Never Quit Quitting campaign encourages Greater Manchester smokers to quit smoking
The CURE Project is supporting a major new campaign aiming to help thousands more people who live and work in Greater Manchester to stop smoking.
The campaign launched on 16th August on TV and radio stations across the city-region. It centres on the real-life experiences of former smokers, giving hope to others that they can enjoy the benefits of quitting – no matter how long they have smoked or how many times they have tried to quit before.
It comes as Public Health England research shows that six in 10 smokers want to quit, and four in 10 plan to quit this year. Whilst acknowledging it can take a smoker on average 30 tries before they quit successfully.
The ‘Never Quit Quitting’ campaign is being launched by the Greater Manchester Health and Social Care Partnership to inspire people to quit smoking and get healthier, wealthier, sooner.
While highlighting the serious health risks of smoking, the focus is on encouraging smokers to increase their chances of quitting by using a combination of personalised support and stop smoking aids, as experienced by other local residents.
Sarah Wray, Team Leader for The CURE Project, said: “We’re really pleased to be backing this campaign and showing our colleagues and patients that we support them to stop smoking.”
“While smoking rates are falling, smoking remains the single biggest preventable cause of early death. Shockingly, one in two smokers will die early and each year, for every death there will be 30 times as many people living with smoking related illnesses.”
“Around 45% of smokers in Greater Manchester made a serious quit attempt in the last year, but quitting takes practice. Evidence shows it can take somebody as much as 30 tries before they quit for good.”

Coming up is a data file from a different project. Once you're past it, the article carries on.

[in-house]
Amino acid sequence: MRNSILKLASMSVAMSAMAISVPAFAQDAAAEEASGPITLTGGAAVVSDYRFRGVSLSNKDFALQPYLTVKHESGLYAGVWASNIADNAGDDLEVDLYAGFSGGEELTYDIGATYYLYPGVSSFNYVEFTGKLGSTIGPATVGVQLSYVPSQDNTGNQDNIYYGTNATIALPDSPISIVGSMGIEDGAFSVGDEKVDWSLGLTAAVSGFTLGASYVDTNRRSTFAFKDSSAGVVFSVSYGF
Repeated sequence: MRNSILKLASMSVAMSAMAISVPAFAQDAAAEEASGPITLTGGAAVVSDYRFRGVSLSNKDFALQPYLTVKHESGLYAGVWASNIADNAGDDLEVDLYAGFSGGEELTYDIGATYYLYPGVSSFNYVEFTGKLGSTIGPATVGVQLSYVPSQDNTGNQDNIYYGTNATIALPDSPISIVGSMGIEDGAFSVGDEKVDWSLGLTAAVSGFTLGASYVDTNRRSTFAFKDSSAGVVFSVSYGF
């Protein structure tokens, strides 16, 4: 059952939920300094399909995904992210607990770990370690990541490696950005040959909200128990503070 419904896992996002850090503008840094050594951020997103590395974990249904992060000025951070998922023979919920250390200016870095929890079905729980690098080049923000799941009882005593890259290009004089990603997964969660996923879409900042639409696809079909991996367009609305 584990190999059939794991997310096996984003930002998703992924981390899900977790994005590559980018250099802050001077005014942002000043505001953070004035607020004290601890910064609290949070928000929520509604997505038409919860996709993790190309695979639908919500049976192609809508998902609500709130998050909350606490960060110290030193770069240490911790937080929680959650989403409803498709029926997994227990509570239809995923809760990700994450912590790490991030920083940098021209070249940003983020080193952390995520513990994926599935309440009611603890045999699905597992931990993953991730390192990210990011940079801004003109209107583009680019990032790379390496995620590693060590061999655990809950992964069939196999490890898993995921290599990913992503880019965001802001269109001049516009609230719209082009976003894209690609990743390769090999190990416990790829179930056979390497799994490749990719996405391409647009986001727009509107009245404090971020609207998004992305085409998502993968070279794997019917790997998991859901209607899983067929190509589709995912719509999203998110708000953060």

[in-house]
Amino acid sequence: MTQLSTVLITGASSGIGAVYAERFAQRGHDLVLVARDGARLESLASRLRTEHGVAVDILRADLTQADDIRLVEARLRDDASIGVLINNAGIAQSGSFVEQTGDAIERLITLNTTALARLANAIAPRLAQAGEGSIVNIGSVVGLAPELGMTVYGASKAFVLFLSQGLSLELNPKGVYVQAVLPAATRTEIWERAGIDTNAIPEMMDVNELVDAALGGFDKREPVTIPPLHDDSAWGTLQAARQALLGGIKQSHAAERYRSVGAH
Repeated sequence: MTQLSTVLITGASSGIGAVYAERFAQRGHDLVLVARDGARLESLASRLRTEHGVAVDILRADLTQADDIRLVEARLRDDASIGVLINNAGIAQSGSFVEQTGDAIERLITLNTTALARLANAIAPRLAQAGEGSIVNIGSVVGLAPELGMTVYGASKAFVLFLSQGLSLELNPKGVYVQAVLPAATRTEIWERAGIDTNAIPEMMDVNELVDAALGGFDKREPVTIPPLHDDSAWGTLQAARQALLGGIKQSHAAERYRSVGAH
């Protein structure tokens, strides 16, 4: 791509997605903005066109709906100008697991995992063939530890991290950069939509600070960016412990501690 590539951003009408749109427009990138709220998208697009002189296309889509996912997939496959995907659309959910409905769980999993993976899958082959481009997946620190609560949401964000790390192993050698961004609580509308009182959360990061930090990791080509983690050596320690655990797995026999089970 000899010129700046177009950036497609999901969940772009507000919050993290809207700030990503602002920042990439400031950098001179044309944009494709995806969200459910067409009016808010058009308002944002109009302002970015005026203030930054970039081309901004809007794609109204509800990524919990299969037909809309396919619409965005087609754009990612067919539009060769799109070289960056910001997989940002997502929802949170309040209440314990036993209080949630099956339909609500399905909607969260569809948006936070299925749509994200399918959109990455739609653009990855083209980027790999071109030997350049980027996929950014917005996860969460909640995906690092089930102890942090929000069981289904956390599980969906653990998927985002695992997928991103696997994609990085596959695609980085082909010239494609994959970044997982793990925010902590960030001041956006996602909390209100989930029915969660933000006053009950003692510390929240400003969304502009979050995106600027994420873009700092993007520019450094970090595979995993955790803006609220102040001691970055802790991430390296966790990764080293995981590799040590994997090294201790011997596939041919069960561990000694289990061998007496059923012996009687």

“That’s why we’re fully behind this campaign to encourage more smokers to give quitting a go, and back the ambition to making smoking history in Greater Manchester.”
Benefits of stopping smoking
Stopping smoking can significantly improve your health in ways you might not expect. Once you stop smoking, some of the benefits are immediate and some are longer term:
- After 20 minutes: Pulse rate starts to return to normal.
- After 8 hours: Oxygen levels are recovering and harmful carbon monoxide in the blood is reduced by half.
- After 48 hours: The body has flushed out all carbon monoxide, lungs start to clear out mucus and ability to taste and smell is improved.
- After 72 hours: Bronchial tubes begin to relax, breathing becomes easier and energy levels increase.
- After 2-12 weeks: Blood is pumping to the heart and muscles better because circulation has improved.
- After 3-9 months: Coughs, wheezing and breathing problems improve as lung function increases by up to 10%.
- After 1 year: Risk of heart attack has halved compared to a smoker. And research suggests that people who have quit for a year are happier than those who continue to smoke.
- After 10 years: Risk of death from lung cancer falls to half that of a smoker.
- After 15 years: Risk of heart attack falls to the same as someone who has never smoked.
How the CURE project can help
Advice and help from a healthcare professional is one of the top reasons a smoker will try to quit smoking. The NCA's in-patient stop smoking service ‘The Cure Project’, supports patients to abstain from smoking whilst in hospital and/or quit smoking upon discharge. You can contact the team for further information at: Oldham.firstname.lastname@example.org or by calling: 0161 7785782.
Get support to quit
Visit www.MakeSmokingHistory.co.uk to get free access to local support in Greater Manchester or call the NHS Stop Smoking helpline free on 0300 123 1044.
Smokers can also get six months free access to the pro features of the Smoke Free app (worth almost £60), when signing up at smokefreeapp.com/GM – simply enter your postcode or use the promo code SMOKEFREE if you live outside of Greater Manchester.
If you live outside of Greater Manchester and want help to quit, visit: https://www.nhs.uk/better-health/quit-smoking/.